A Governance and Risk Inventory for a Changing Arctic
In this chapter, Elana Wilson Rowe, Ulf Sverdrup, Karsten Friis, Geir Hønneland, and Mike Sfraga caution against viewing trends of conflict and cooperation in the Arctic in binary terms. While the US and Europe are determined to confront malign activity in the region, all sides continue to “demonstrate a commitment to cooperation and joint solutions to common challenges.” After reviewing the key factors and drivers supporting and challenging stability in the Arctic, the authors remind us that “cooperation in conflict” has long been the norm in the region, allowing cooperative governance to progress despite the enduring NATO-Russia military rivalry. Ongoing dialogue in the region – essential for addressing the regional and global implications of climate change – is poorly served by focussing on “narratives or practices of strategic competition alone.” To avoid “political tipping points” beyond which cooperation will become too difficult, the authors call on policymakers to be more proactive in how they address emerging governance challenges related to security and economic development.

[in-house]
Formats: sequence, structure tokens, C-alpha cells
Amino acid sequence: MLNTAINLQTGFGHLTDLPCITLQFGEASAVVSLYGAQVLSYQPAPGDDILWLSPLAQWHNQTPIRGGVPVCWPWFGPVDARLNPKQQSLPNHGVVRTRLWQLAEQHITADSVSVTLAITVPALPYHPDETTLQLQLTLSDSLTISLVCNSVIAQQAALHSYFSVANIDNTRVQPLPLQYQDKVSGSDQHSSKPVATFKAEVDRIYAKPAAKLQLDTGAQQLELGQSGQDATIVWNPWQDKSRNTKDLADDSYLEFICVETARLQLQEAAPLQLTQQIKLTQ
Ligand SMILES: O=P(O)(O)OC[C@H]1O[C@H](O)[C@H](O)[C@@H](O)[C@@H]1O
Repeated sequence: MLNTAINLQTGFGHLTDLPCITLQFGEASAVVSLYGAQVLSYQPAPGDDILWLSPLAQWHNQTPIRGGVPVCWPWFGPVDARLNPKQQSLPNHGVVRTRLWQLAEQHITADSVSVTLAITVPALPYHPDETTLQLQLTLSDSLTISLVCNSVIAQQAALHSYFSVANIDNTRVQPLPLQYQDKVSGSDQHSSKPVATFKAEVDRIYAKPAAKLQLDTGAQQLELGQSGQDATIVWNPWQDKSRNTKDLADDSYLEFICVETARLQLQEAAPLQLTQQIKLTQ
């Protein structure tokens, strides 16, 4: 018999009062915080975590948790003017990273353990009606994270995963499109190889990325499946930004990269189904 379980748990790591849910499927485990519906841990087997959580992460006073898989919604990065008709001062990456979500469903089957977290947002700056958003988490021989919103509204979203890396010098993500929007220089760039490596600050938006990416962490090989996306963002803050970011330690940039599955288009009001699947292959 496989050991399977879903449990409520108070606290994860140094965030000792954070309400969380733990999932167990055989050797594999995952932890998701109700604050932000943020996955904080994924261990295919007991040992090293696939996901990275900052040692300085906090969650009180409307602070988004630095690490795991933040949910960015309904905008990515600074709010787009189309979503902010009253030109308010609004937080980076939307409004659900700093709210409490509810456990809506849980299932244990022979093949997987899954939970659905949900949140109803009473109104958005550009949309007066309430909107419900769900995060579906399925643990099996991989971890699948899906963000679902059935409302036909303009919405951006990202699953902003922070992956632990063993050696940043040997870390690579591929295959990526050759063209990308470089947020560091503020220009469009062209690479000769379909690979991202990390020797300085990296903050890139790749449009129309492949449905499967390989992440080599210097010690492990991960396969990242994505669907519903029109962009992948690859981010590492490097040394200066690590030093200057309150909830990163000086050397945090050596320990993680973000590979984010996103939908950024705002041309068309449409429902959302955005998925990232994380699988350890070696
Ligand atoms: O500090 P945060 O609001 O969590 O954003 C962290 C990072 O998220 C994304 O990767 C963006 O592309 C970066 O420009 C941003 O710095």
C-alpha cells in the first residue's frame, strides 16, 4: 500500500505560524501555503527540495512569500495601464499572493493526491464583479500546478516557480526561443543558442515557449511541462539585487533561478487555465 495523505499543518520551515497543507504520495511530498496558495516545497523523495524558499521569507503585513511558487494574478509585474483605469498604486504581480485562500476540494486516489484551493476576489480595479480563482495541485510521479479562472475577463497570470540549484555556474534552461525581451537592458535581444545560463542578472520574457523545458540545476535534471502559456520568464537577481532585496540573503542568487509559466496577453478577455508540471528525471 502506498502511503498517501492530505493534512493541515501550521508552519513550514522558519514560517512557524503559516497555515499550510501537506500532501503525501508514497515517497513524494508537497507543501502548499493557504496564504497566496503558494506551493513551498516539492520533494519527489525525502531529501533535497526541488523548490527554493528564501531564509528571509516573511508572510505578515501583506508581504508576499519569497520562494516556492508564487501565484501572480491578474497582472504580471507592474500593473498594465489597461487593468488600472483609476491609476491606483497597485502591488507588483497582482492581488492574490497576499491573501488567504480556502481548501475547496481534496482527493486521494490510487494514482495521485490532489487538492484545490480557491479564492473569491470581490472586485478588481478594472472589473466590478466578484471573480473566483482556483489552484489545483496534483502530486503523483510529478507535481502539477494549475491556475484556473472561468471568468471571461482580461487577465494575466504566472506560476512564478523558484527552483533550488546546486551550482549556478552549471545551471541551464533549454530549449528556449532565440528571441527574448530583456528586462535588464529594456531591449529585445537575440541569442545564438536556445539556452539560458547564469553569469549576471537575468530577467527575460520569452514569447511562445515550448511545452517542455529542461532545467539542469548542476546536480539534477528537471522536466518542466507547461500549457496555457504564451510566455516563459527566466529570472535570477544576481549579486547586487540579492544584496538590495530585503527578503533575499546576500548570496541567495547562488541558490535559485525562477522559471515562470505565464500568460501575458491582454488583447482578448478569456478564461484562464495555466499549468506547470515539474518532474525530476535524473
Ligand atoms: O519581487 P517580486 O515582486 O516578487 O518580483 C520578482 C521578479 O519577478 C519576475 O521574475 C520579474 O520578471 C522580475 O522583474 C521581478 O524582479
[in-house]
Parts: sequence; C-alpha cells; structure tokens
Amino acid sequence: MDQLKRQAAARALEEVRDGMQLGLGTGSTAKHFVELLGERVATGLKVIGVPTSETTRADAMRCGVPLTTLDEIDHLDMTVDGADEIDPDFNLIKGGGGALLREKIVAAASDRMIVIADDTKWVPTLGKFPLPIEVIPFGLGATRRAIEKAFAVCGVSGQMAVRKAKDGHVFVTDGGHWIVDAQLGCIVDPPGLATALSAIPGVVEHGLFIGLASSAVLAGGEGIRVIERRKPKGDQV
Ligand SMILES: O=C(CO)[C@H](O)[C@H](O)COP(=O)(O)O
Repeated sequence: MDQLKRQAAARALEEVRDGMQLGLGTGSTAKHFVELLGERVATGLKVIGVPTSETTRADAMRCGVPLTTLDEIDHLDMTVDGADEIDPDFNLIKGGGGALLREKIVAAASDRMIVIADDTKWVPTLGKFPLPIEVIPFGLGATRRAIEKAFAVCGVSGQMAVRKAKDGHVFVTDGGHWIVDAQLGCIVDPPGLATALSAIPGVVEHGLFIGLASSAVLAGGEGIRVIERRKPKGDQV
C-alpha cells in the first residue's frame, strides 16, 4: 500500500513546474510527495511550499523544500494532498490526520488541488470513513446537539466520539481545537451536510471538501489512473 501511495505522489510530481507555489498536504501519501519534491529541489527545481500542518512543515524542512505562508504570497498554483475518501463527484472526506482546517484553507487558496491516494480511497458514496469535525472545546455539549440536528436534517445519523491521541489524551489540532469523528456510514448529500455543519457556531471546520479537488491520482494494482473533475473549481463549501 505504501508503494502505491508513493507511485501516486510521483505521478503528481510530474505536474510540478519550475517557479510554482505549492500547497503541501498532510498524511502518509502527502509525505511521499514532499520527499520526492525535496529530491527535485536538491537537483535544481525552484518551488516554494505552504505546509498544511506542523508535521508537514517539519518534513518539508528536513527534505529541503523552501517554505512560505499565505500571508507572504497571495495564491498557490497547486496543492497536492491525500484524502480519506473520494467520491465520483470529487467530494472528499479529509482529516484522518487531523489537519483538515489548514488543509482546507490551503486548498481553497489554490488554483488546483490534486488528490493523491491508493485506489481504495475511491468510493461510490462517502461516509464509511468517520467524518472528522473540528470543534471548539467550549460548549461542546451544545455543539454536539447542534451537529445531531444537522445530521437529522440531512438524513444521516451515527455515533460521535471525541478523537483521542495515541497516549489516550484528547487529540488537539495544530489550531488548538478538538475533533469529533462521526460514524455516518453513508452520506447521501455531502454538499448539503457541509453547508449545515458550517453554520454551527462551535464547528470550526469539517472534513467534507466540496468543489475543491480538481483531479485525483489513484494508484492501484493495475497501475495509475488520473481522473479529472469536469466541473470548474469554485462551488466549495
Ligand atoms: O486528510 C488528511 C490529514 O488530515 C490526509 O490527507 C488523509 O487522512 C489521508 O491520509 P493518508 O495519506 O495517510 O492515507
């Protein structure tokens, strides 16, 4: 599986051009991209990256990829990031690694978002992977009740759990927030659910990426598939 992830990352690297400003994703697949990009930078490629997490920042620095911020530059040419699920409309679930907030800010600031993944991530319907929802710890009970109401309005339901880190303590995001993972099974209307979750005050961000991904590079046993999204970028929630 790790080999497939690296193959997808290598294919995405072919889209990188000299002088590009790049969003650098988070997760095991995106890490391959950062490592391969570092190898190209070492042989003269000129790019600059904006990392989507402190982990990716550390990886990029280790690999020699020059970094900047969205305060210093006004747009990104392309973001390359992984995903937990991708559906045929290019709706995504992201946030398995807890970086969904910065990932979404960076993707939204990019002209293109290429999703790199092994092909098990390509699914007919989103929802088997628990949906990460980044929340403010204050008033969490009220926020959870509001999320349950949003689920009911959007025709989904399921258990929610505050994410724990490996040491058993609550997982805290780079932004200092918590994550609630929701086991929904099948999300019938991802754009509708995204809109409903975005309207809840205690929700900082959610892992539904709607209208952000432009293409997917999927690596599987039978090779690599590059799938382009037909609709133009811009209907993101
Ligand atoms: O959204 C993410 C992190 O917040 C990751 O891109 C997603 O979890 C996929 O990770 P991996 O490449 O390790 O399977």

Read the chapter here
Title of book/report:
THIN ICE? Perspectives on Arctic Security edited by Duncan Depledge and Whitney Lackenbauer